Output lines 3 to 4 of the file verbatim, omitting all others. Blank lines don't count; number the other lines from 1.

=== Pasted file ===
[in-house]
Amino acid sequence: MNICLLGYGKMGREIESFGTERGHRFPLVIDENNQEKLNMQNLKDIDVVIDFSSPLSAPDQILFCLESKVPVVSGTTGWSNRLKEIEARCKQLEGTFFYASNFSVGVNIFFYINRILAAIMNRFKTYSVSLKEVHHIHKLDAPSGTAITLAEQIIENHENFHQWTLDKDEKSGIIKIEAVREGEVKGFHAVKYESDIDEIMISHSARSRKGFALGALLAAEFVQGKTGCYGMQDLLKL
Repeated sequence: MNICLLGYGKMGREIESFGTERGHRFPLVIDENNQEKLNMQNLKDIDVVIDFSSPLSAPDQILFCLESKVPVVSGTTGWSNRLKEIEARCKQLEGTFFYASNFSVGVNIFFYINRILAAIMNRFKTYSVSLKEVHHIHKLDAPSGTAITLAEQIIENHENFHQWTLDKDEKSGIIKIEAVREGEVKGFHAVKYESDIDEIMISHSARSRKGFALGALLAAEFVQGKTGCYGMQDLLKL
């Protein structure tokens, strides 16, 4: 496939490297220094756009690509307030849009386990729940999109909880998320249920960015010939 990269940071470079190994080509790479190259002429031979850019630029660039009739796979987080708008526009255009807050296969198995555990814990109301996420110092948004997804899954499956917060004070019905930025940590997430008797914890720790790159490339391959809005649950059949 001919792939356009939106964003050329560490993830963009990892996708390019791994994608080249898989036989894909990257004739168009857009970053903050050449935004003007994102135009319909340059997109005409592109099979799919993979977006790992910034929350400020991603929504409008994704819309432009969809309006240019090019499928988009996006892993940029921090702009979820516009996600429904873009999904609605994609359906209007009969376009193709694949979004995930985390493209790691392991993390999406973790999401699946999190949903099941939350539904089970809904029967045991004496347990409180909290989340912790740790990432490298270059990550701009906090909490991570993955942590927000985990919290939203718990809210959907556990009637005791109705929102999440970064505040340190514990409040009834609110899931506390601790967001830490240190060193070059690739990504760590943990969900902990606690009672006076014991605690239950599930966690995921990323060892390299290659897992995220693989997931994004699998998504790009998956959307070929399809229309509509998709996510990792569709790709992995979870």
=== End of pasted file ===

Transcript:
Repeated sequence: MNICLLGYGKMGREIESFGTERGHRFPLVIDENNQEKLNMQNLKDIDVVIDFSSPLSAPDQILFCLESKVPVVSGTTGWSNRLKEIEARCKQLEGTFFYASNFSVGVNIFFYINRILAAIMNRFKTYSVSLKEVHHIHKLDAPSGTAITLAEQIIENHENFHQWTLDKDEKSGIIKIEAVREGEVKGFHAVKYESDIDEIMISHSARSRKGFALGALLAAEFVQGKTGCYGMQDLLKL
């Protein structure tokens, strides 16, 4: 496939490297220094756009690509307030849009386990729940999109909880998320249920960015010939 990269940071470079190994080509790479190259002429031979850019630029660039009739796979987080708008526009255009807050296969198995555990814990109301996420110092948004997804899954499956917060004070019905930025940590997430008797914890720790790159490339391959809005649950059949 001919792939356009939106964003050329560490993830963009990892996708390019791994994608080249898989036989894909990257004739168009857009970053903050050449935004003007994102135009319909340059997109005409592109099979799919993979977006790992910034929350400020991603929504409008994704819309432009969809309006240019090019499928988009996006892993940029921090702009979820516009996600429904873009999904609605994609359906209007009969376009193709694949979004995930985390493209790691392991993390999406973790999401699946999190949903099941939350539904089970809904029967045991004496347990409180909290989340912790740790990432490298270059990550701009906090909490991570993955942590927000985990919290939203718990809210959907556990009637005791109705929102999440970064505040340190514990409040009834609110899931506390601790967001830490240190060193070059690739990504760590943990969900902990606690009672006076014991605690239950599930966690995921990323060892390299290659897992995220693989997931994004699998998504790009998956959307070929399809229309509509998709996510990792569709790709992995979870």